Words with Matthew Moses, Author of "Proxies of Fate"

Hello Matthew, you're a bit of an enigma. I found a link to your novel "Proxies of Fate" on your Facebook page eventually, but it was kind of well-hidden why all the secrecy?

I’m a total novice when it comes to Facebook. If the link is buried blame it on my being internet illiterate. LOL.

Is the entire novel available on your web page?

Only the first six chapters are available online.

Who is the publisher?

I got the impression that this is a "golden era" of sci-fi type tale. Can you tell us a bit about it?

The story is true pulp. Set in the tumultuous 1930s, as the world seems on the verge of imminent collapse, two god-like heroes appear who alter history in their attempts to save the world, blessed with these powers by two mysterious alien species hovering over the Earth. There is Chris Donner, the Okie Angel, who inspires America through his selfless actions, and there is Li Chen, the Dragon King, who attempts to drive Japan from China and save his people from Imperial oppression. Both men attempt to lead the world out of darkness and nearly lose themselves to it.

The two men are archetypes for the time period and exist at opposite ends of the spectrum allowing the audience a window into this world from varying perspectives. Donner is a disillusioned veteran of WWI who struggles to survive in the Dust Bowl. Li Chen is an idealistic Manchurian peasant boy whose dreams tend to get him in trouble.

The most interesting facet of this story is the motivation and outcome of both men’s stories. There is no true hero or villain. Donner and Li Chen begin, roughly, with the similar intentions. Granted great power by mysterious forces, they use their abilities toward the same end, to help humanity. But their actions have radically different implications and those implications serve to change both men and the world around them. Gradually they meet in the middle, both psychologically and physically, and their story concludes in the ruins of Tokyo for the fate, and soul, of humanity.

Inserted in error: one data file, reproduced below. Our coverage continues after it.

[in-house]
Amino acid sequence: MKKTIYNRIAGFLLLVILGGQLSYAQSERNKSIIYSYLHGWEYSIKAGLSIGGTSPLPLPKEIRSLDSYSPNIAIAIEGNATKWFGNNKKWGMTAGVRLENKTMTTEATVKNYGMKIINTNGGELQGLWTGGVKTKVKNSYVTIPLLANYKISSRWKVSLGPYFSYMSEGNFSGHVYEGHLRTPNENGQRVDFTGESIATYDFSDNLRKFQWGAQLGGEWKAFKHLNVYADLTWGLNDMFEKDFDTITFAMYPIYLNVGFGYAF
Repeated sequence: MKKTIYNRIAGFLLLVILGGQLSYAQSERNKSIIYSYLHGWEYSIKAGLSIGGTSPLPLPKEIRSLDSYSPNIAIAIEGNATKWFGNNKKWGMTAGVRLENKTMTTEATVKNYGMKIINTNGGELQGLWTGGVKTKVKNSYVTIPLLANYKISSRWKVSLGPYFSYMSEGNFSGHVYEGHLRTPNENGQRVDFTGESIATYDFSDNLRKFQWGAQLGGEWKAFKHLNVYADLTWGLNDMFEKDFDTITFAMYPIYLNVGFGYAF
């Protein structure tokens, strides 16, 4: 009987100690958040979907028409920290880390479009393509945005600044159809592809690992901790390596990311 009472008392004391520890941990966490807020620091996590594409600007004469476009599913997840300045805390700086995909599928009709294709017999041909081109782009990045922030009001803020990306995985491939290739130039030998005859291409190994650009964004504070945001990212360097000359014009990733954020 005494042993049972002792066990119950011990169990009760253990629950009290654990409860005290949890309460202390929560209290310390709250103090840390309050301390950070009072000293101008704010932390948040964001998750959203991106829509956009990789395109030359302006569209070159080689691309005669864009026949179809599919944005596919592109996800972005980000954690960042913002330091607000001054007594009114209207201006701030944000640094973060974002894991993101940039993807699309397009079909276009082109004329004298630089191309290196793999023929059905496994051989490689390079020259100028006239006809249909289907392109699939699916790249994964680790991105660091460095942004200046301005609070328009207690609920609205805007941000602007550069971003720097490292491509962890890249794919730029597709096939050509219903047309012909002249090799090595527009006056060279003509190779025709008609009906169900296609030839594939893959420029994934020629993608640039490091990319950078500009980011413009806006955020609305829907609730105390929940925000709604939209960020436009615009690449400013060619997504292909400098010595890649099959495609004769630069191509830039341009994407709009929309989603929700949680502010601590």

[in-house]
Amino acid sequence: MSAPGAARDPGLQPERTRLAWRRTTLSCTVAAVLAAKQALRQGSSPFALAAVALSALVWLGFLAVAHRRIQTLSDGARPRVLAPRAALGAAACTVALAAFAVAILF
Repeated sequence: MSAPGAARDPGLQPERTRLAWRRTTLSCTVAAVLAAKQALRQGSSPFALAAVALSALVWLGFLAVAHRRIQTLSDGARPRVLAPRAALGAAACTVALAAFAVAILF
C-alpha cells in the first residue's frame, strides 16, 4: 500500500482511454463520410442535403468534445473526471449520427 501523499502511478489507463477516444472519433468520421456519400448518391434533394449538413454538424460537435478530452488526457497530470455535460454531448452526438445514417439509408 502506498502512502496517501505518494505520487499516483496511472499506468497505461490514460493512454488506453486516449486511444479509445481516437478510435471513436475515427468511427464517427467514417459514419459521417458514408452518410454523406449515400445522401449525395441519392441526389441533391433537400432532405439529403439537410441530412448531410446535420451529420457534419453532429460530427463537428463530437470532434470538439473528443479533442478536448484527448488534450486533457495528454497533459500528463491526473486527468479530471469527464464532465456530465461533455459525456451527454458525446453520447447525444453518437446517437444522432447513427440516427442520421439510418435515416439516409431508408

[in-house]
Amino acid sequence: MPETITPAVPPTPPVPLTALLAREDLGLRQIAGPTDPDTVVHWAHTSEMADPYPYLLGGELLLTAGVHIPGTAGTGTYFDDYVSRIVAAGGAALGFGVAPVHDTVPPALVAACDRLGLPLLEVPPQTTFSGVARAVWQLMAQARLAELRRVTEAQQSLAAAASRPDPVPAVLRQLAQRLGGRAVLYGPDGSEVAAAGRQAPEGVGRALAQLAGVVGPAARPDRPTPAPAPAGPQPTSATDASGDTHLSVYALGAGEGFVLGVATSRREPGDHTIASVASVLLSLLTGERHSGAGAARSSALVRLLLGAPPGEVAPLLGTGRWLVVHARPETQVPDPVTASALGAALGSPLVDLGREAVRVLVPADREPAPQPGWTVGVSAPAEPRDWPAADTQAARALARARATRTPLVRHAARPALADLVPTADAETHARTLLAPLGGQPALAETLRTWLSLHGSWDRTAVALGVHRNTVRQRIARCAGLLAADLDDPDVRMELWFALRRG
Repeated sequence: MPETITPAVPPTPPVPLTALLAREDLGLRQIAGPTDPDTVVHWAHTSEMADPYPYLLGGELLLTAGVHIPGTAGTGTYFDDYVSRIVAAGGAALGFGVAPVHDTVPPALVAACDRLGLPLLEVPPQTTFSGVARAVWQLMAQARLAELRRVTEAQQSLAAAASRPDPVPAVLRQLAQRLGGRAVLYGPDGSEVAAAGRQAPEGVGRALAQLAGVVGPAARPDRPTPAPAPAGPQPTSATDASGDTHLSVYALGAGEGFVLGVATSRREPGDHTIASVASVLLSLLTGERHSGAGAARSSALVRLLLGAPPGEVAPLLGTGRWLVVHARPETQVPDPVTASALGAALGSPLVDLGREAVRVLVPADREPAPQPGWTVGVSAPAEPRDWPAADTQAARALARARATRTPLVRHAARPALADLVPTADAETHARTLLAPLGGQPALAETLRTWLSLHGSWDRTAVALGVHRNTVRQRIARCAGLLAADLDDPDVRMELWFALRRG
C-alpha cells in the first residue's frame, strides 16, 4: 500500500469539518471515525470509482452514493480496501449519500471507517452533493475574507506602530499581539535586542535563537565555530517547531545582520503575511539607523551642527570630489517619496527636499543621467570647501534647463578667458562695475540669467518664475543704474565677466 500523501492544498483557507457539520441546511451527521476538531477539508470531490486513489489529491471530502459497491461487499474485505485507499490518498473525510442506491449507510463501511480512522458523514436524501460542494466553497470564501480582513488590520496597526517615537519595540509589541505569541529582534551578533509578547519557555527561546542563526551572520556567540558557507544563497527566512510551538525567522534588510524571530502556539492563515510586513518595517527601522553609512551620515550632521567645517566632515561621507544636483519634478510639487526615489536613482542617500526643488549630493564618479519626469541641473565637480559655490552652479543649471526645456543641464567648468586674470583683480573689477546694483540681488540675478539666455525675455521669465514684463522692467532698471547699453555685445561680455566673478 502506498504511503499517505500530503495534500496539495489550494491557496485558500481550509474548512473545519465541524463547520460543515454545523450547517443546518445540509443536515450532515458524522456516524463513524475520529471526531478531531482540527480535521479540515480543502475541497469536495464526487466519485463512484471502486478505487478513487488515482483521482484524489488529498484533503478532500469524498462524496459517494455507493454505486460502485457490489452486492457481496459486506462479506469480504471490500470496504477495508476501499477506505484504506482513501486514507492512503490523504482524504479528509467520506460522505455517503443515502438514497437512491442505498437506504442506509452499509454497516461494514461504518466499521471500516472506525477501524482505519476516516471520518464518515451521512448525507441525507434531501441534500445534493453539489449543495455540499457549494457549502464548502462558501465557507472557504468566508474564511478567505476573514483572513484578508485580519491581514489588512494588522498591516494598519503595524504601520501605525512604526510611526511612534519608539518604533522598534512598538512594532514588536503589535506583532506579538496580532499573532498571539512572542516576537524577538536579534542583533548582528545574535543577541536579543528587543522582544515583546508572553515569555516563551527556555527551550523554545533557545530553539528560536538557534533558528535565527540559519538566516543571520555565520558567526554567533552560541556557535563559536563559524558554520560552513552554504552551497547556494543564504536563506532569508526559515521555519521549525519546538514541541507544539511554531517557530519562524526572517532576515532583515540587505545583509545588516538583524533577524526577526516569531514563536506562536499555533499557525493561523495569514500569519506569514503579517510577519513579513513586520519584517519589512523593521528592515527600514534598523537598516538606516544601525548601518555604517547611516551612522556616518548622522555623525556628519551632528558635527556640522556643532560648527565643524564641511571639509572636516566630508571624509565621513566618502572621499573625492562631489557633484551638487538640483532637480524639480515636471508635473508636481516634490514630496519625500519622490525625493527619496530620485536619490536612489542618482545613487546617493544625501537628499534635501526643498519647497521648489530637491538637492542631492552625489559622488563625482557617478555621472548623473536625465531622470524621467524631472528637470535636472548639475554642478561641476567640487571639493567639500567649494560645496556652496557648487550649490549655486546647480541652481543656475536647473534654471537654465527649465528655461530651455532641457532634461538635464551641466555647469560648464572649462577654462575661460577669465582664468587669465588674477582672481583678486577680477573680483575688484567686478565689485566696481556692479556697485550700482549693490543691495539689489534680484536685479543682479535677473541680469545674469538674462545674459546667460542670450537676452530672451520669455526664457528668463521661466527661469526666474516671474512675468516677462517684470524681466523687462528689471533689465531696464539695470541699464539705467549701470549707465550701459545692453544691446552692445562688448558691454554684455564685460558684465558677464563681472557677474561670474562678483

I had a great deal of fun weaving their tale into actual history, allowing both men to interact with important figures of their time including Puyi, the last emperor of China, FDR, Howard Hughes, and numerous others.

This story, in radically different forms, has been in my head since I was twelve. Loving comic books, I sketched out this story of an all powerful figure come to save the world. It was really barebones and cliché with costumes (cringe), stilted dialogue, and odd villains.

For some reason, I could never let go of the story. Something about it always drew me back. As I grew up, the character and story changed, both in motivation and approach. The comic book trappings receded and the time period shifted from modern day to the Depression.

Two years ago I finally sat down and wrote a comic script. The original script was much more messianic, which I am happy I lost forcing me to rewrite and alter key elements in the story, including the origin.

Eventually I decided it was simply too big a story for the comic book format and decided to write it as a novel.

The main inspiration for this book is modern times. Proxies of Fate is a story about redemption and hope. That is the main reason I wrote it, to find answers and inspire a little bit of hope in what many believe is a hopeless world. We are seemingly back in the 1930s with the rise of extremism, the collapse of the economy, and an ever present fear of tomorrow. In this day and age, America could use something uplifting to turn their heads to a brighter tomorrow.

What's your background with writing?

I started writing at six, entering numerous contests growing up and winning several competitions. In college, I had a column in the school paper, “The Militant Mormon,” and put together an anthology for campus publication. From there, I wrote four novels of which two have been published, a slew of short stories, and a screenplay.

Anti-Christ was my first novel and a satire on organized religion. It can be quite obscene and crass featuring a vegetative God, a fascist Jesus, and worse, though it still has my fave ending, the final battle being a four way dance between the US Army, angels, demons, and zombies.

And Divergence 1931?  It seems you have a plethora of blogs.

Having a minor in history, loving alternate history, and being thoroughly obsessed with WWII, I decided to write an alternate history of WWII with FDR and Churchill dying prior to Hitler’s rise to power. I had intended to write the timeline all the way up to the present day but by the 1980s I thought the timeline had largely run its course.

Up until now, what's your greatest achievement as a writer?

Having a thesis published in an academic journal. The subject dealt with the difficulties of immigrants assimilating into American culture. It proved a tad controversial with some faculty.

What current shows, artists, writers, do you find yourself following?

I absolutely love Dexter and was blown away by Kick Ass, being the unabashed fanboy that I am. I’m also a fan of Mark Millar, Brian Michael Bendis, and of course the classics, Howard and Lovecraft.

Anything else that we should know about you?

I’m currently working on the final draft of a Lovecraftian horror novel, Drawn to the Abyss. Hopefully I’ll have it finished by the end of the year.

1 comment :

  1. Matthew,

    I enjoyed the nuances to your plot and enjoy books that present characters that are not perfect. I think the setting is also cleverly done - there's too much urban fantasy out there right now, and your throw back to a similar decade in history seems perfect.

    Congratulations, I hope you have great success.

    -- I'll keep an eye out for the Lovecraftian horror. Good Luck!